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Pictures of the Great Wall at sunset

On the climb back down. Happy. A smile stretched across our faces. When we almost got stuck in a cable car because it was 17.30 and the guy who operated the cars thought all the visitors would have left by now (thank goodness for shouting)- still happy.

Because you travel for moments like this. I couldn’t begin to imagine what I’d feel on the Great Wall. And what I did eventually feel was akin to something magical (corny yes, but true). This was a highlight of globe-trotting. This was what reaffirmed to me that getting out there for a few months instead of heading straight into work or doing a masters was worth it. We returned to where we were staying and ate a ridiculous amount of food. The next day we would be heading onto Xi’an in China, just in time to celebrate my travel companion’s 22nd birthday.

Discovering beauty in Beijing: the Forbidden City and Imperial Palace

North of Tiananmen Square, the Forbidden City stands majestic, a dusty cinnamon red adorned with beautiful flower beds at the front and guards standing tall, stationed along the width of Tiananmen Gate.

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Guards positioned outside the front gates of the Forbidden City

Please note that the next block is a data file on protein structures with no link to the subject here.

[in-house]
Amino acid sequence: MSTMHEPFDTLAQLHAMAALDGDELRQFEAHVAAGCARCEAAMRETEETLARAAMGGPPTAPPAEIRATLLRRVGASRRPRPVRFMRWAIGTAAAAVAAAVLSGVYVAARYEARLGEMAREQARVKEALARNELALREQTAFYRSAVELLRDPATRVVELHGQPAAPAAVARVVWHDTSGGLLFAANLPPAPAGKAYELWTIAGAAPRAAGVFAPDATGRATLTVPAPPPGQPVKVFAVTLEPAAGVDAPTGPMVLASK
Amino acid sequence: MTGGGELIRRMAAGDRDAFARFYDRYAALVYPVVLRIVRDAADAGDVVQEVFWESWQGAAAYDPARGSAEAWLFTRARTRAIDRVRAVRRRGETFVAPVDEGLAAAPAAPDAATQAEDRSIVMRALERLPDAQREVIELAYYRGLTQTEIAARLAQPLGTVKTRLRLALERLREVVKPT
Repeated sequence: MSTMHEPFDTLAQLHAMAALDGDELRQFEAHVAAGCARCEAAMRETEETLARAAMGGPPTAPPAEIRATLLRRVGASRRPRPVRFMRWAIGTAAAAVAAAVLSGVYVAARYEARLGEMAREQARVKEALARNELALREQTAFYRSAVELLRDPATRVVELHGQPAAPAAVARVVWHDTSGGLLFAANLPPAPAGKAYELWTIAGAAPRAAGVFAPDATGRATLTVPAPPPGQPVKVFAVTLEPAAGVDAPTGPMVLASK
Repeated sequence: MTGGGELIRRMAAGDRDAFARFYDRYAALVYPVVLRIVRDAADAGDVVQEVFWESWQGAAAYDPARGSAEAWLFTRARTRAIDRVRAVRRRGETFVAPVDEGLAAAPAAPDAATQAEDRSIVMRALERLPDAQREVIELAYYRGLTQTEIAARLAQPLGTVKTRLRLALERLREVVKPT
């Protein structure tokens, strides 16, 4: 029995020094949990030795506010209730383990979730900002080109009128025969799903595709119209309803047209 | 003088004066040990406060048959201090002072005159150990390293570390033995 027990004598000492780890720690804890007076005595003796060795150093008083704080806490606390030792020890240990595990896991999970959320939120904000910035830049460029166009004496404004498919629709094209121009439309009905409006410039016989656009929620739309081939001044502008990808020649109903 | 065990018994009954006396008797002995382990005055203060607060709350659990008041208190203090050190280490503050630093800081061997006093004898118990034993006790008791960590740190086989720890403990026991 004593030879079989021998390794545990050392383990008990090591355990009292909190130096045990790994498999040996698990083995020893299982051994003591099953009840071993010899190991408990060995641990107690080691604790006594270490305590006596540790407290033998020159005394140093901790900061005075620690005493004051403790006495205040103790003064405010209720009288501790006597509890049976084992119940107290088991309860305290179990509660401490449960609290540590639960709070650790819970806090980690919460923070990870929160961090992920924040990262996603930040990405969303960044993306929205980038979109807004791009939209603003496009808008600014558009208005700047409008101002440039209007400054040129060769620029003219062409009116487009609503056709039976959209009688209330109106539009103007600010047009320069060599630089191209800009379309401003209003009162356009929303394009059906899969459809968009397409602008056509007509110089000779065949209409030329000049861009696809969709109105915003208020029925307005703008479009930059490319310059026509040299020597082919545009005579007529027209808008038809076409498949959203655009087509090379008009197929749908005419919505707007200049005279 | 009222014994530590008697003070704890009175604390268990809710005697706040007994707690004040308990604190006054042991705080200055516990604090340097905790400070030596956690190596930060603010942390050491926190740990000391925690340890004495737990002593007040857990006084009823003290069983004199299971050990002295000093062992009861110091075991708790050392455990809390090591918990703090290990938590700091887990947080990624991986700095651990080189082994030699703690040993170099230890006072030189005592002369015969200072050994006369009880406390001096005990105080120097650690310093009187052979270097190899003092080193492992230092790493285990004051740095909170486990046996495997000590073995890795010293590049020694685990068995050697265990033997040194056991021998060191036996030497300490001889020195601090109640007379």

I wasn’t too sure what to expect from the Forbidden Palace; upon entry, we decided to pay a little extra to enter the Imperial Museum, which lies just before entry into the buildings which form the Forbidden Palace. This includes interesting historical facts and artefacts relating to rulers and their links to the royal structure. It’s well-worth a visit if you have time- beautifully maintained and laid out. Most information plaques are in both Mandarin and English although some information is just in Mandarin.

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Part of the Imperial Museum 

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The view of Tiananmen Square from the Imperial Palace Museum

On top of increased awareness of the history relating to the structure, you also get a very impressive view overlooking Tiananmen Square.

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An interior shot

There are some parts of the Imperial Palace in which photography isn’t allowed. Interestingly, it was some of the outdoor areas which were more heavily guarded than indoor. Security guards here wear civilian clothing (unlike those who stand at the gate) and are polite but firm when explaining that photos are forbidden (there are no signs, and note that in most areas this wasn’t an issue). We ventured onwards to buy tickets into the Forbidden City itself.

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The queues to buy tickets into the Forbidden Palace

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Some images as we approached the main square

And then you come across the main square- majestic and full of people. We ventured straight ahead, following the crowds. The sheer size of the buildings and courtyards are breathtaking to behold- it makes you understand why “Forbidden City” is a more fitting name for it than simply a castle or court.